One of my favorite quotes by C. S. Lewis is from his popular book Mere Christianity.
But if you are a poor creature—poisoned by a wretched upbringing in some house full of vulgar jealousies and senseless quarrels—saddled, by no choice of your own, with some loathsome sexual perversion—nagged day in and day out by an inferiority complex that makes you snap at your best friends—do not despair. He knows all about it. You are one of the poor whom He blessed. He knows what a wretched machine you are trying to drive. Keep on. Do what you can. One day… you may astonish us all—not least yourself: for you have learned your driving in a hard school.1
Let’s be honest: in this particular quote, Lewis shows himself to be an equal-opportunity offender. His strong language and provocative examples catch us off guard, push our buttons, and seem to offend most everyone. For some, it’s finding his use of “loathsome” to be callous and uninformed. For others, his statement “no choice of our own” avoids issues of sin and culpability. Whatever it is, most of us can find something in this quote that we take issue with.
In spite of this, what I’ve come to appreciate most about this quote is how it maps onto the Christian experience of living in a fallen world. It captures our lived experience of dealing with sinful hearts and broken bodies, and how we exist and operate parallel to God’s tender and compassionate posture toward us.
First, in describing the human experience of suffering and trouble, Lewis injects a degree of dignity and honor into the more challenging and disruptive of human problems and disabilities. This perspective swims upstream from our reflexive instincts, and that’s what is so helpful about it. He goes on to creatively describe how so many of our difficulties constitute learning to drive in a “hard school.” He frames it this way because, as he states, we tend to be saddled with these afflictions “by no choice of our own.”
Is Lewis saying our sin is not our fault because we didn’t choose it? At first glance, it might appear that Lewis’s automobile analogy is ignoring personal responsibility or the moral dynamics of the heart. It’s more likely, however, that he is just choosing to emphasize something that is far too often left out. Lewis is broadening our understanding of temptation. Lewis is giving appropriate recognition to the fact that these types of challenges and afflictions are always a complex and intertwined compilation of hardship outside our control, others’ sin against us, our insatiable appetites and cravings, and our own foolish actions and decisions. He is right then to ascribe a certain level of valor and faith to those courageously striving with hope and conviction in a heated battle against the temptations that beset us. For the Christian, these temptations are one of our most severe trials, and engaging them in faith and trust is one of our most noble tasks. Regardless of the concerns we may have with Lewis’s examples of temptations, his central thrust remains relevant and timely.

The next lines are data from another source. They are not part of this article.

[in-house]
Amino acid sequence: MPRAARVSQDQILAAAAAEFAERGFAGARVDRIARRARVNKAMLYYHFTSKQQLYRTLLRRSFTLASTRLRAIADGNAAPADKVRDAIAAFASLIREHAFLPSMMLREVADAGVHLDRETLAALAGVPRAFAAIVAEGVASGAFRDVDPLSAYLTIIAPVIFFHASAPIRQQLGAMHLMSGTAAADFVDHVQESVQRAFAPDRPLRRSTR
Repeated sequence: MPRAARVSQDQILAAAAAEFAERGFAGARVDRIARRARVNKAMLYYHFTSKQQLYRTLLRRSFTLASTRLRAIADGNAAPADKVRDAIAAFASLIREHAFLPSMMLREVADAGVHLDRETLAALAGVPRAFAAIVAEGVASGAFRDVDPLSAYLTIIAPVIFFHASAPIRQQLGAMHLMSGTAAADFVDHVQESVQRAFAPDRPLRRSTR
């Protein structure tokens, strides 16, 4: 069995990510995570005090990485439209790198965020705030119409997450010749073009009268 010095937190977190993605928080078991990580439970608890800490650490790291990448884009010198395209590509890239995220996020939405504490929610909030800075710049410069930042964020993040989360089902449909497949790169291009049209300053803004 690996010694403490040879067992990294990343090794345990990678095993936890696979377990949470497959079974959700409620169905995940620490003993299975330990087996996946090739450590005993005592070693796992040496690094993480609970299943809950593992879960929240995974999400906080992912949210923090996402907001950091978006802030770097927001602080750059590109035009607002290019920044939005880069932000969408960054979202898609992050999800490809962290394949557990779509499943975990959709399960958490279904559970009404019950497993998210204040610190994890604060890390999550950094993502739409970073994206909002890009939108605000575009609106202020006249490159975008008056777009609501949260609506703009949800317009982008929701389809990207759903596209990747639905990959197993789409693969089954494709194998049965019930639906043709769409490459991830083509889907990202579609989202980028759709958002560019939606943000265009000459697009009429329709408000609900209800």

Lewis is reminding us that temptation is a form of suffering. We don’t often think of temptation in this way though, do we? We rightly see it as something to be fled or fought, but we don’t think of temptation itself as a trial and tribulation. But it is! None of us got to choose the particular lusts of the flesh or bents of the heart that we uniquely face. We never picked the childhoods, limitations, or trauma that create the occasion and context in which each of us is tempted to love ourselves above God or put our interests above our neighbor’s. My particular set of temptations and troubles differ from yours, and yours differ from those around you. Therefore, there is dignity, honor, and beauty found in a person striving to honor God and love their neighbor despite the temptations that arise within their respective circumstances and liabilities.
Second, and most comforting, Lewis emphasizes God’s compassion for us amidst the hardship and handicaps of our distinct temptations. With his automobile analogy, Lewis captures God’s tenderhearted posture toward his people. God is not blind to what his children are up against in this life. He does not stand at a distance, callous and aloof. Rather, he bears an intimate and personal knowledge of what is happening to his children and what is confronting them. Lewis emphasizes this state of affairs perfectly when he states in the quote, “He knows all about it.”
Not surprisingly, Lewis’s presentation of our loving and compassionate Father is powerful for us because it is true. He is only reiterating and repackaging what the Scriptures already say. This exact sentiment is echoed in Psalm 103:13–14, as the psalmist proclaims, “the Lord has compassion on those who fear him; for he knows how we are formed, he remembers that we are dust.” These verses announce that God indeed knows our frame and our finitude, and that because of this knowledge he has compassion.
Like Lewis’s quote, Psalm 103 takes us full circle. Despite trials and tribulations, weaknesses and limitations, and the temptations that ride upon our coattails, the Lord’s faithful love is toward “those who fear him.” This same God “knows all about it, he knows the machine you’re trying to drive.”
1 C. S. Lewis, Mere Christianity (New York: Macmillan Publishing Co., 1952), Chapter X.